Shakespeare's tragic tale of the rise and fall of ambitious 12th-century Scottish warrior MacBeth has proven irresistible to filmmakers. Orson Welles was so anxious to transfer the play to the screen that he acceded to the demands of… More Shakespeare's tragic tale of the rise and fall of ambitious 12th-century Scottish warrior MacBeth has proven irresistible to filmmakers. Orson Welles was so anxious to transfer the play to the screen that he acceded to the demands of his parent studio, Republic pictures, that he shoot his version of MacBeth in 23 days on standing B-western sets. The result may not be the best-ever cinematic MacBeth, but it's certainly one of the most moody and atmospheric. Director Welles naturally casts star Welles in the title role, with his old radio colleague Jeanette Nolan as Lady MacBeth (her highly stylized performance has been unfairly castigated by purists, but we defy you to take your eyes off her). Dan O'Herlihy plays MacDuff, Roddy MacDowell is Malcolm, and Edgar Barrier the unfortunate Banquo. Erskine Sanford, William Alland and Gus Schilling, veterans all of Welles' masterpiece Citizen Kane, are also prominently featured, as is Welles' daughter Christopher (as one of MacDuff's murdered children). The severe cutting of the original text is compensated for by the addition of a new character, the "Holy Father" (played in Boris Karloff-style makeup by Alan Napier), whose potted Shakespearian speeches help to bridge several continuity gaps. Highlights include MacBeth's tremulous sighting of Banquo's ghost, an extended monologue in which only MacBeth's head is illuminated, and the synthesizer-like interpolations of the three ubiquitous witches. Welles had originally instructed his actors to deliver their dialogue in a thick Scots burr, but this proved so incomprehensible to preview audiences that Republic ordered the film to be completely redubbed. The original, fully restored version of MacBeth (as opposed to the 89-minute general release cut) was made available on videocassette in the mid-1980s.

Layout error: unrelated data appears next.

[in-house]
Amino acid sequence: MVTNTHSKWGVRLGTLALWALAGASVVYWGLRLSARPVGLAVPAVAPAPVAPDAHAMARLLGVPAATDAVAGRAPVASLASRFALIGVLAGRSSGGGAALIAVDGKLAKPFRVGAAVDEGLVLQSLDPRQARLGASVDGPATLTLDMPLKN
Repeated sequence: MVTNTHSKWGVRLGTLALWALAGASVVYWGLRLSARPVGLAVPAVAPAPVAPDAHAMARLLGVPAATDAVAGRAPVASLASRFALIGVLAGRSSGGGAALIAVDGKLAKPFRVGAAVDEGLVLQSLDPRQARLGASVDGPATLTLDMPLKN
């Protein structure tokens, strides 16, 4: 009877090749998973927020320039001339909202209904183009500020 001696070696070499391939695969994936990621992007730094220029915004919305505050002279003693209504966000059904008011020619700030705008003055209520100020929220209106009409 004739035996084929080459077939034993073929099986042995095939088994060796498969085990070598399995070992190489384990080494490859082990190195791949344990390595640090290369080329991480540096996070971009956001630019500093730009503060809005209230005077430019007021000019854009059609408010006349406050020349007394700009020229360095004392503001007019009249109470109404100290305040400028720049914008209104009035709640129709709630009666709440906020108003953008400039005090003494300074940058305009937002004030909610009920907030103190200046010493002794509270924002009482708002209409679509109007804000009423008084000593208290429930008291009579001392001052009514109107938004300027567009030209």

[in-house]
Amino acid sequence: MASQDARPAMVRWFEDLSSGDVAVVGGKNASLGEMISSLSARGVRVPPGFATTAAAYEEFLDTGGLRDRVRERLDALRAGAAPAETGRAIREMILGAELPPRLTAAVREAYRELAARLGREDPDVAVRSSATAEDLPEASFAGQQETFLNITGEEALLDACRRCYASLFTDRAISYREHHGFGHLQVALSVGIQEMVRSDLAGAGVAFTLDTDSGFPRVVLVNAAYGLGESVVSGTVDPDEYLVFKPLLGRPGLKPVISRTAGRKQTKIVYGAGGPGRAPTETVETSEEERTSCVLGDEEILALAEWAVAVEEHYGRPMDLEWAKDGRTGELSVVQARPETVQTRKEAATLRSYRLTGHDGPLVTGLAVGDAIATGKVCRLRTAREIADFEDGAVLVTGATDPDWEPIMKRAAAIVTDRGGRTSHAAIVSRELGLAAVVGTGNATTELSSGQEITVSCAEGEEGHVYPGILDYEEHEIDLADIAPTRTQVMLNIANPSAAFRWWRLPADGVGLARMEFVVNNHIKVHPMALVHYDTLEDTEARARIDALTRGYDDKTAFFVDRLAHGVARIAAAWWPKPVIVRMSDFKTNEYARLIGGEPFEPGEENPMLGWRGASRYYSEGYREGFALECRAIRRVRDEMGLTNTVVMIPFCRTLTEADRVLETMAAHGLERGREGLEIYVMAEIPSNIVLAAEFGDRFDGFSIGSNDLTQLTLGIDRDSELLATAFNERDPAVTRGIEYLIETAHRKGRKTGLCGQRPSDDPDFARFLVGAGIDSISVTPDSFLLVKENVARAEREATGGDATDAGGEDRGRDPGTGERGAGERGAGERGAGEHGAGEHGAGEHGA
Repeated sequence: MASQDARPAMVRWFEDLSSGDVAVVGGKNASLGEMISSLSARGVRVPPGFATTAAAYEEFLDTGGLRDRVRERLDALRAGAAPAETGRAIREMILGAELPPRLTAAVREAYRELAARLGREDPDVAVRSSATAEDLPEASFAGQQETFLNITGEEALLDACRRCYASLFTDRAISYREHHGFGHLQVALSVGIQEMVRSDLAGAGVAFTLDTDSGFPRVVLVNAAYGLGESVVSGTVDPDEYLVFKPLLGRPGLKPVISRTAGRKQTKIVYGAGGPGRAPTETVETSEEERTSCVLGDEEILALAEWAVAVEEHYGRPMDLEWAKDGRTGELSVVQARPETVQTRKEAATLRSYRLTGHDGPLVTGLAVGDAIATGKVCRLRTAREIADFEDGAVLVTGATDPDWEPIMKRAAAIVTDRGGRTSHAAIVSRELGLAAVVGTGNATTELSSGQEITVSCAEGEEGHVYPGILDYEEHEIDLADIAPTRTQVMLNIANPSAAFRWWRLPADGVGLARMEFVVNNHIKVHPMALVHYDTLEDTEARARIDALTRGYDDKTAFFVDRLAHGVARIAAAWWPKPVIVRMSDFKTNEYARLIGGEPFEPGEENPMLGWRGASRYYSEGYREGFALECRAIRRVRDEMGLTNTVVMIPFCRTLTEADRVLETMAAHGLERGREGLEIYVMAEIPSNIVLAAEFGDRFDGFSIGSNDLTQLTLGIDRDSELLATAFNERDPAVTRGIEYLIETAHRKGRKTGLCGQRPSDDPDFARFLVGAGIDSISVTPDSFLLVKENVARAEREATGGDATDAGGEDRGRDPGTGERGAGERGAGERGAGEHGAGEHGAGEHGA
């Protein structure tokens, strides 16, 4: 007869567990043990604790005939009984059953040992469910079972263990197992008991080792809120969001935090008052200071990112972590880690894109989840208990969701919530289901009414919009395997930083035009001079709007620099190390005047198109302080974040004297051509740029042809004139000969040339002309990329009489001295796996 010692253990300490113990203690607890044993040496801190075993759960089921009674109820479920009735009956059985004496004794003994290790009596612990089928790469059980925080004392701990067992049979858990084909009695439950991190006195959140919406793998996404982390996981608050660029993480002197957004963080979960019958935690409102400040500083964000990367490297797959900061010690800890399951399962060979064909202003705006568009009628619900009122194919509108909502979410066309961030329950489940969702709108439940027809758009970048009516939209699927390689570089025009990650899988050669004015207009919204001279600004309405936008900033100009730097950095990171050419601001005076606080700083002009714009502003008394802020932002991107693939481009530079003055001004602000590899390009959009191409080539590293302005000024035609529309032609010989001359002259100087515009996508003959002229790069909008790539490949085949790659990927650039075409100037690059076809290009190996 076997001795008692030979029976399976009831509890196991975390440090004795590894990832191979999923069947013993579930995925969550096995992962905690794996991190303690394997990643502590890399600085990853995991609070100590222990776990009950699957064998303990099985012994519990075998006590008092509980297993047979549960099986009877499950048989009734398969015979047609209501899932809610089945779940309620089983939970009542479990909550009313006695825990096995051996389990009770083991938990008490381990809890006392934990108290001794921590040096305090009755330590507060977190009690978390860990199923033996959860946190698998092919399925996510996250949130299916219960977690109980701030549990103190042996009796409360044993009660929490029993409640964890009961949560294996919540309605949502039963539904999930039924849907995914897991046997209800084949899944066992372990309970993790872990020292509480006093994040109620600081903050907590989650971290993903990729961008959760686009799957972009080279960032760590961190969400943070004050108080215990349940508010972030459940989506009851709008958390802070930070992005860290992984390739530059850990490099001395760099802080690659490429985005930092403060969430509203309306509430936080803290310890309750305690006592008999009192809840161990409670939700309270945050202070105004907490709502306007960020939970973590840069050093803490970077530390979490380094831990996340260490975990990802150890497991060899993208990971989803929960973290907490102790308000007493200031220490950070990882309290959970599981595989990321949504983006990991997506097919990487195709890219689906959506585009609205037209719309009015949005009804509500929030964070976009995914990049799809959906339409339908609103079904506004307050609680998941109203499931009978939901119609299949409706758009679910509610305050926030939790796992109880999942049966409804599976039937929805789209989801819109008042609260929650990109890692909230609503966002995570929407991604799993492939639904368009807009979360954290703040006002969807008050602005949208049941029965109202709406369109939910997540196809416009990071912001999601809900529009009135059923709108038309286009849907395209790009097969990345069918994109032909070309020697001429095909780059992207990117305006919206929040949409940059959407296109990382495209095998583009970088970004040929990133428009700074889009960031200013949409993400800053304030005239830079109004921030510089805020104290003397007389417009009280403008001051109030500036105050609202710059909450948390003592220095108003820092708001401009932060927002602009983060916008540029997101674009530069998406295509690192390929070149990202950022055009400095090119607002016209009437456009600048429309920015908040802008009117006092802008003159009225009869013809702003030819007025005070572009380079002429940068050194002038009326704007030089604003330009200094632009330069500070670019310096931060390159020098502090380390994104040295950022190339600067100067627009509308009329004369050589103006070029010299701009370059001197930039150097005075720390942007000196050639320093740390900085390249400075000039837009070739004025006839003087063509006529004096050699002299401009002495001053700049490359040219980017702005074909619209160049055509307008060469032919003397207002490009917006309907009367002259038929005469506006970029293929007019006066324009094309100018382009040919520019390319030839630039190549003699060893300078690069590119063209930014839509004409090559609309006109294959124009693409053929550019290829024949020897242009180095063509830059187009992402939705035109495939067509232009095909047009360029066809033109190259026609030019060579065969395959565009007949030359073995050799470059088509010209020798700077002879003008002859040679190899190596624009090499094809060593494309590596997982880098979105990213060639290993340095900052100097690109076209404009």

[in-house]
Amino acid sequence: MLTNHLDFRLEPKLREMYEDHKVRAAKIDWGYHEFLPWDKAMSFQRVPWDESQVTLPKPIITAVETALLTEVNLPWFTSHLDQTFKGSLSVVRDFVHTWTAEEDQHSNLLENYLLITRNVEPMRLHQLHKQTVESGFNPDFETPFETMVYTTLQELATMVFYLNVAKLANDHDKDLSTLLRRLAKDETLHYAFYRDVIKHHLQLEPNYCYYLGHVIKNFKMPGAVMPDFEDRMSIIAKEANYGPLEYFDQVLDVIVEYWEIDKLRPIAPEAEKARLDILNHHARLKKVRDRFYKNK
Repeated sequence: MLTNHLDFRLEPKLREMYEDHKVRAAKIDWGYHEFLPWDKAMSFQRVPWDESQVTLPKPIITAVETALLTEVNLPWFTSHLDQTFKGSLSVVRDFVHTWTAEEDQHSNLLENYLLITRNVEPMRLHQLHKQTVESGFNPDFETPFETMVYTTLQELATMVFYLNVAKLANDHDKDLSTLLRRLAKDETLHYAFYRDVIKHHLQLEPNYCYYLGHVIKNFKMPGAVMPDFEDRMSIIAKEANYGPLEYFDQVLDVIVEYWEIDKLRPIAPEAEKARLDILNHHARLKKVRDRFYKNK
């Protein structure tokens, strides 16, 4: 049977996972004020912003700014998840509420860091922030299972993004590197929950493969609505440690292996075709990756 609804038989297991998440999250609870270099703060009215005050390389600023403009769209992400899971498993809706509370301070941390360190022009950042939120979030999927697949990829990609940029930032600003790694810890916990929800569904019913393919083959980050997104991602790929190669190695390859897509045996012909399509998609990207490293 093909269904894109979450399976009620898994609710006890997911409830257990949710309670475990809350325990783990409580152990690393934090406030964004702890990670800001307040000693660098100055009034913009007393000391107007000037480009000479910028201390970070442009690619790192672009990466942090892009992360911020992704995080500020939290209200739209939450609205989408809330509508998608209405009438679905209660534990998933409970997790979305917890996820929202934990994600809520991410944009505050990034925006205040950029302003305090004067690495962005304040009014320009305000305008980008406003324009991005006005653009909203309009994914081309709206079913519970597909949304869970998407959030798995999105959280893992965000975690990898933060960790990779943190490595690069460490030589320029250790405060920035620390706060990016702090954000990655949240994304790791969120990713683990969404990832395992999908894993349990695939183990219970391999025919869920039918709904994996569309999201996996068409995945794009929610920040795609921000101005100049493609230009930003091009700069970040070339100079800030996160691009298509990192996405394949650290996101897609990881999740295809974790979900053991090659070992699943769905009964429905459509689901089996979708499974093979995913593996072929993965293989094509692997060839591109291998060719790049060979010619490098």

Consensus: This haunting, eccentric Macbeth may be hampered by budget constraints, but Orson Welles delivers both behind and in front of the camera.